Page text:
The 2010 Stanley Cup Final features the Chicago Blackhawks, the second seed in the Western Conference, against the Philadelphia Flyers, the seventh seed in the Eastern Conference.
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It’s been a long time since either won a Stanley Cup. The Flyers earned their last title in 1975, and this will mark their sixth trip to the Finals since – the most recent being in 1997. The Blackhawks have a much longer drought, having won their last championship in 1961. This will also mark their sixth trip to the Finals since their last Cup victory.
Here’s a look at how these teams match up:
Coaching: Chicago’s Joel Quenneville and Philadelphia’s Peter Laviolette deserve considerable credit in getting their teams this far. Quenneville is in his second season behind the Blackhawks bench while Laviolette took over as Flyers coach at mid-season. Quenneville won a Stanley Cup in 1996 with Colorado as an assistant coach, but Laviolette coached the Carolina Hurricanes to the 2006 championship, which could give him a slight edge in a winner-take-all series like this. Additionally, he did a tremendous job righting the ship earlier in the season.
Goaltending: At the start of this season, Antti Niemi was a little-known rookie expected to back up Blackhawks starter Cristobal Huet while journeyman Michael Leighton began the season as a backup with the Carolina Hurricanes. Both became key factors in getting their teams to the Stanley Cup Final. Niemi has seen more action than Leighton against tougher competition this spring, and while Huet has lost the starting job to Niemi he at least has more NHL experience than Flyers call-up Jonas Backlund. If Leighton struggles or gets injured, the Flyers could be in trouble.
Defense: The Flyers possess a solid corps of physical blueliners capable of wearing down an opponent. They rely heavily upon the foursome of Kimmo Timonen, Braydon Coburn, Matt Carle and former Norris winner Chris Pronger, who won a Stanley Cup with Anaheim in 2007. The Blackhawks defense tends to be faster and more mobile, frequently jumping into the offensive rush. They’re anchored by Brent Seabrook, Brian Campbell, Niklas Hjalmarsson and Norris candidate Duncan Keith. The Blackhawks appear to lack a true shutdown defenseman and are susceptible at times to defensive breakdowns, while the Flyers blueliners tend to struggle against swifter, talented opponents. Ultimately, this series could be decided by which defense is best able to shut down their opponent’s offense.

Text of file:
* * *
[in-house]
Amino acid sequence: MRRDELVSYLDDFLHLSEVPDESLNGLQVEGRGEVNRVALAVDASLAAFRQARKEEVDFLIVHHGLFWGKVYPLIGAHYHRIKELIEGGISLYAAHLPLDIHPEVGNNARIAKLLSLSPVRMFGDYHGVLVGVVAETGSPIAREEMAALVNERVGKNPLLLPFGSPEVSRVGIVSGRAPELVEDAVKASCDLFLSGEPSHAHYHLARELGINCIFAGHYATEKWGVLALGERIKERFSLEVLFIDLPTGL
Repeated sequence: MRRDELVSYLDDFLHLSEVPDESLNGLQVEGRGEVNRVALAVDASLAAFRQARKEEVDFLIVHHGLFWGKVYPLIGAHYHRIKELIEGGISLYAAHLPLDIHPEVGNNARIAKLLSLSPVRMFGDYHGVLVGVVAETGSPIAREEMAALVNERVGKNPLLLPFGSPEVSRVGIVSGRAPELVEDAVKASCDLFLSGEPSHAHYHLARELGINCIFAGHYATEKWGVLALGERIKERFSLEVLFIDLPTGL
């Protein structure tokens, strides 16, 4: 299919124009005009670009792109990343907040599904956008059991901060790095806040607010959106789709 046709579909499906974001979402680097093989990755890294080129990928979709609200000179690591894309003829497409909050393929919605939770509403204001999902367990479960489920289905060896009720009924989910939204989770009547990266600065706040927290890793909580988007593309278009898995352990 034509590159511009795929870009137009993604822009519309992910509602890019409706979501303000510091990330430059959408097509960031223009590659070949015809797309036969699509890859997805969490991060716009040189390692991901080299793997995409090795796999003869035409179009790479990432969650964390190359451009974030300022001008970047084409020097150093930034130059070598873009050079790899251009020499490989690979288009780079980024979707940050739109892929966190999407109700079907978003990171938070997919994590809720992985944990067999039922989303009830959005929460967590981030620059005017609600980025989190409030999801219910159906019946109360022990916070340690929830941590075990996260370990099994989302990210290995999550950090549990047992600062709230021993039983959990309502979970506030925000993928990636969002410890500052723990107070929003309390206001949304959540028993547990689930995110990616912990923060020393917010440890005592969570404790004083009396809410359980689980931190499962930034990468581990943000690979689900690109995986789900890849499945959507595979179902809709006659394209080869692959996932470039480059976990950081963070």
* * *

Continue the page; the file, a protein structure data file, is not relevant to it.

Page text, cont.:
Forwards: Both clubs are stocked with considerable offensive punch. The Flyers are led by Daniel Briere, Claude Giroux, Simon Gagne, Jeff Carter, Scott Hartnell and their leading scorer, team captain Mike Richards. The Blackhawks counter with Patrick Kane, Marian Hossa, Patrick Sharp, Dustin Bufuglien, Dave Bolland, Kris Versteeg and leading scorer and captain Jonathan Toews, who’s also the playoffs’ leading scorer. Both clubs also possess considerable grit amongst their checking lines, which have also contributed offensively. Still, the Blackhawks seem to have a slight edge in speed and — without taking anything away from the Flyers forwards — posted up impressive numbers against stiffer opposition advancing through the Western Conference.